Written Salary Agreements and Overtime « Law Offices of Timothy Bowles | Top Employment Law Firm in Los Angeles

Written Salary Agreements and Overtime

California Appeals Decision Confirms
Salary Agreements for Hourly Employees
That Foreclose Overtime Claims

A February 7, 2011 California Court of Appeal decision permits explicit written salary wage agreements for hourly workers that include overtime compensation within that set weekly amount.

In Arechiga v. Dolores Press, a former employee sued for alleged unpaid overtime.  Working as a janitor, Arechiga had verbally agreed to work 11 hours a day, six days a week (a total of 66 hours per week).  Thus, he asserted the company owed him overtime for the 26 hours he worked over the 40 hour/week threshold for regular pay.

However, Arechiga also entered a written agreement with the company stating he would be paid a weekly salary of $880 for his labor.   The court held that California law (Labor Code section 515) does not outlaw “explicit mutual wage agreements” in which an hourly employee such as Arechiga and the employer establish a set salary that will include basic wage and overtime pay and in which the overtime component is at least one and one-half times the basic rate.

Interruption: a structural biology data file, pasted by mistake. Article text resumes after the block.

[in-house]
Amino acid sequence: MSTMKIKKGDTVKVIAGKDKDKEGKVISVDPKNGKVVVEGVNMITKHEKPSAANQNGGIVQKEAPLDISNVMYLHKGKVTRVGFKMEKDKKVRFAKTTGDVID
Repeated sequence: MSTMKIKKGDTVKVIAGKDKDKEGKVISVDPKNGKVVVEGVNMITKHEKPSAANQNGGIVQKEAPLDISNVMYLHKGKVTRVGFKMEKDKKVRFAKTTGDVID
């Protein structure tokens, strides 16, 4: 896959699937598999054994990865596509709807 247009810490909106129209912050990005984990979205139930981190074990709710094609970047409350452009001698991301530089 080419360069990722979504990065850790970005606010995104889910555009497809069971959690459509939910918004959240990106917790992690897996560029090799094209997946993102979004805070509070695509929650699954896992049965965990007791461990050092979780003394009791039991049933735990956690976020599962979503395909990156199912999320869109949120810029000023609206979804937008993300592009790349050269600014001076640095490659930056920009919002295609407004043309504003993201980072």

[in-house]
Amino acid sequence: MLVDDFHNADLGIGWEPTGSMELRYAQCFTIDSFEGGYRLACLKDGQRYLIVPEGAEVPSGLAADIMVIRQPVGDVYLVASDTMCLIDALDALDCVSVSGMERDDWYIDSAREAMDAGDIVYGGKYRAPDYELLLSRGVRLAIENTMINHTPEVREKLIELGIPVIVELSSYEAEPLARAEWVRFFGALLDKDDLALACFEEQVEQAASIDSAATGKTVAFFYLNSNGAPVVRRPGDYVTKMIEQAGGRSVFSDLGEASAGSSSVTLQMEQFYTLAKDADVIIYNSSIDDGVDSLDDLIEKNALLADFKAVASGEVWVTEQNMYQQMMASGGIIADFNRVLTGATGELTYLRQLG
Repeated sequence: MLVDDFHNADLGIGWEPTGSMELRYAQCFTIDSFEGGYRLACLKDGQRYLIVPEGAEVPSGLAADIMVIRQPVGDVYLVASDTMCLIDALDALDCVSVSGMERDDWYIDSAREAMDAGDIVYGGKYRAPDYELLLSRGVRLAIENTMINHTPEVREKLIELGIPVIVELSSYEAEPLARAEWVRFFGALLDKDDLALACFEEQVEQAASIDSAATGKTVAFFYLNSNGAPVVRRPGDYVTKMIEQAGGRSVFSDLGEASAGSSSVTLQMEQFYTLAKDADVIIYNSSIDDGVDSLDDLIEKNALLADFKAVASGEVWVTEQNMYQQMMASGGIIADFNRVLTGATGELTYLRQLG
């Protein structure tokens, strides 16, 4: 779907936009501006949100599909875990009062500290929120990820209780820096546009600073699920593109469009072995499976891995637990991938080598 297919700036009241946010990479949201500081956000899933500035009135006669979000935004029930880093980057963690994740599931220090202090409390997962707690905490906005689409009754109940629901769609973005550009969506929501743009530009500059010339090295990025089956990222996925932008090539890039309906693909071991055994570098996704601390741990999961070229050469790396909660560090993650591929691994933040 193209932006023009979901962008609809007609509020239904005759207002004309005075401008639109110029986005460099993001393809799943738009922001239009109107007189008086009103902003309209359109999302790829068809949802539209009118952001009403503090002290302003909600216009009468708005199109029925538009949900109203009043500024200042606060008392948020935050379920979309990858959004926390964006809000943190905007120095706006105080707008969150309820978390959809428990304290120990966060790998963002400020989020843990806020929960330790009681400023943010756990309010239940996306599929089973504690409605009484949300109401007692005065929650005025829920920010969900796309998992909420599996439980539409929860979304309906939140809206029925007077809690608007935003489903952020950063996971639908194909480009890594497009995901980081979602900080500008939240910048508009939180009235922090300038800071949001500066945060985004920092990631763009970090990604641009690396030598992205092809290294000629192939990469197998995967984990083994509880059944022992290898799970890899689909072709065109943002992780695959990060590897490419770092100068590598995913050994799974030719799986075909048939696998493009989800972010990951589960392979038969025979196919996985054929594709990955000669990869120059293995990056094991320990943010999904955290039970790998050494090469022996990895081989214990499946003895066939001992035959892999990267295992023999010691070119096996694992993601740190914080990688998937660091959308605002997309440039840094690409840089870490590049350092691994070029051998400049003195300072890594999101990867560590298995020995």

As Arechiga had a set schedule, the court found that the parties had intended to divide his $880 weekly compensation to cover all those hours, including $445.60 to cover the 40 hours of regular time (at $11.14/hour) and $434.46 to cover the 26 hours of overtime (at $16.71/hour).

The decision confirms that employers and hourly employees may negotiate for written “explicit” set salary agreements to cover work schedules that would render the worker eligible for overtime.

As the Arechiga decision carries several fine points, California businesses should proceed deliberately and with the aid of knowledgeable legal counsel in creating and entering such written agreements with any hourly worker.  The risk of an inadequate agreement could be liability for additional overtime compensation that could reach back for up to four years of payroll.

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